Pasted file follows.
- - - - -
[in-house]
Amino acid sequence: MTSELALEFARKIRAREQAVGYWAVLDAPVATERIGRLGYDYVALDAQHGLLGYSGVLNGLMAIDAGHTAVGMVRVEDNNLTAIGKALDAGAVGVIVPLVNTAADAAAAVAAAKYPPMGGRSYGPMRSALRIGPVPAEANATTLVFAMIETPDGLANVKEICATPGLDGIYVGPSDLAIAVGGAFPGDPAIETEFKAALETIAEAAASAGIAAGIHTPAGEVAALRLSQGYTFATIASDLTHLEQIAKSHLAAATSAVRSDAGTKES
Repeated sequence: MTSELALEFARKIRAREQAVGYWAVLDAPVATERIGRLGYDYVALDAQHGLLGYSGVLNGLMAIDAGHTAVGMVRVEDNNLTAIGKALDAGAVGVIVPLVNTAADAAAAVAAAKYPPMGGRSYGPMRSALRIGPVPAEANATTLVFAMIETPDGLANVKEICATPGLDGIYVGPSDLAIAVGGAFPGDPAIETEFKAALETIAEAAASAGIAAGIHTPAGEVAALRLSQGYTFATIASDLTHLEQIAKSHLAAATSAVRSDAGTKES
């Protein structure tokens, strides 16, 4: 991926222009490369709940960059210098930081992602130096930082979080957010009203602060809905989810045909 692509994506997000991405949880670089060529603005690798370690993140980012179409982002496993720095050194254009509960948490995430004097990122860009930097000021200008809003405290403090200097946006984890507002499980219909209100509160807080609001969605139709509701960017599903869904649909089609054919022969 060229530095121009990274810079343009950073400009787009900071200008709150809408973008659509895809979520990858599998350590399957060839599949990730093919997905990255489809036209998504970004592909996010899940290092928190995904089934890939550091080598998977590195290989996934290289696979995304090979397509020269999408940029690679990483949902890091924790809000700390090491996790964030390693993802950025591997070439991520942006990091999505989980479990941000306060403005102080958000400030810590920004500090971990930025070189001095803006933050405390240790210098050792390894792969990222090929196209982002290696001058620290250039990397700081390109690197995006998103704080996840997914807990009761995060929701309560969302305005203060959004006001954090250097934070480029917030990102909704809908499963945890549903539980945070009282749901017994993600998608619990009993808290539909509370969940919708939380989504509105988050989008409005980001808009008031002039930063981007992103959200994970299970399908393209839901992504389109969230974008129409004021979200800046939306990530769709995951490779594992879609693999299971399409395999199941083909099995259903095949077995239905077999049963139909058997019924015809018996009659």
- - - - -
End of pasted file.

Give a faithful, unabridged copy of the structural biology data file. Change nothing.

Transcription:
[in-house]
Amino acid sequence: MTSELALEFARKIRAREQAVGYWAVLDAPVATERIGRLGYDYVALDAQHGLLGYSGVLNGLMAIDAGHTAVGMVRVEDNNLTAIGKALDAGAVGVIVPLVNTAADAAAAVAAAKYPPMGGRSYGPMRSALRIGPVPAEANATTLVFAMIETPDGLANVKEICATPGLDGIYVGPSDLAIAVGGAFPGDPAIETEFKAALETIAEAAASAGIAAGIHTPAGEVAALRLSQGYTFATIASDLTHLEQIAKSHLAAATSAVRSDAGTKES
Repeated sequence: MTSELALEFARKIRAREQAVGYWAVLDAPVATERIGRLGYDYVALDAQHGLLGYSGVLNGLMAIDAGHTAVGMVRVEDNNLTAIGKALDAGAVGVIVPLVNTAADAAAAVAAAKYPPMGGRSYGPMRSALRIGPVPAEANATTLVFAMIETPDGLANVKEICATPGLDGIYVGPSDLAIAVGGAFPGDPAIETEFKAALETIAEAAASAGIAAGIHTPAGEVAALRLSQGYTFATIASDLTHLEQIAKSHLAAATSAVRSDAGTKES
């Protein structure tokens, strides 16, 4: 991926222009490369709940960059210098930081992602130096930082979080957010009203602060809905989810045909 692509994506997000991405949880670089060529603005690798370690993140980012179409982002496993720095050194254009509960948490995430004097990122860009930097000021200008809003405290403090200097946006984890507002499980219909209100509160807080609001969605139709509701960017599903869904649909089609054919022969 060229530095121009990274810079343009950073400009787009900071200008709150809408973008659509895809979520990858599998350590399957060839599949990730093919997905990255489809036209998504970004592909996010899940290092928190995904089934890939550091080598998977590195290989996934290289696979995304090979397509020269999408940029690679990483949902890091924790809000700390090491996790964030390693993802950025591997070439991520942006990091999505989980479990941000306060403005102080958000400030810590920004500090971990930025070189001095803006933050405390240790210098050792390894792969990222090929196209982002290696001058620290250039990397700081390109690197995006998103704080996840997914807990009761995060929701309560969302305005203060959004006001954090250097934070480029917030990102909704809908499963945890549903539980945070009282749901017994993600998608619990009993808290539909509370969940919708939380989504509105988050989008409005980001808009008031002039930063981007992103959200994970299970399908393209839901992504389109969230974008129409004021979200800046939306990530769709995951490779594992879609693999299971399409395999199941083909099995259903095949077995239905077999049963139909058997019924015809018996009659």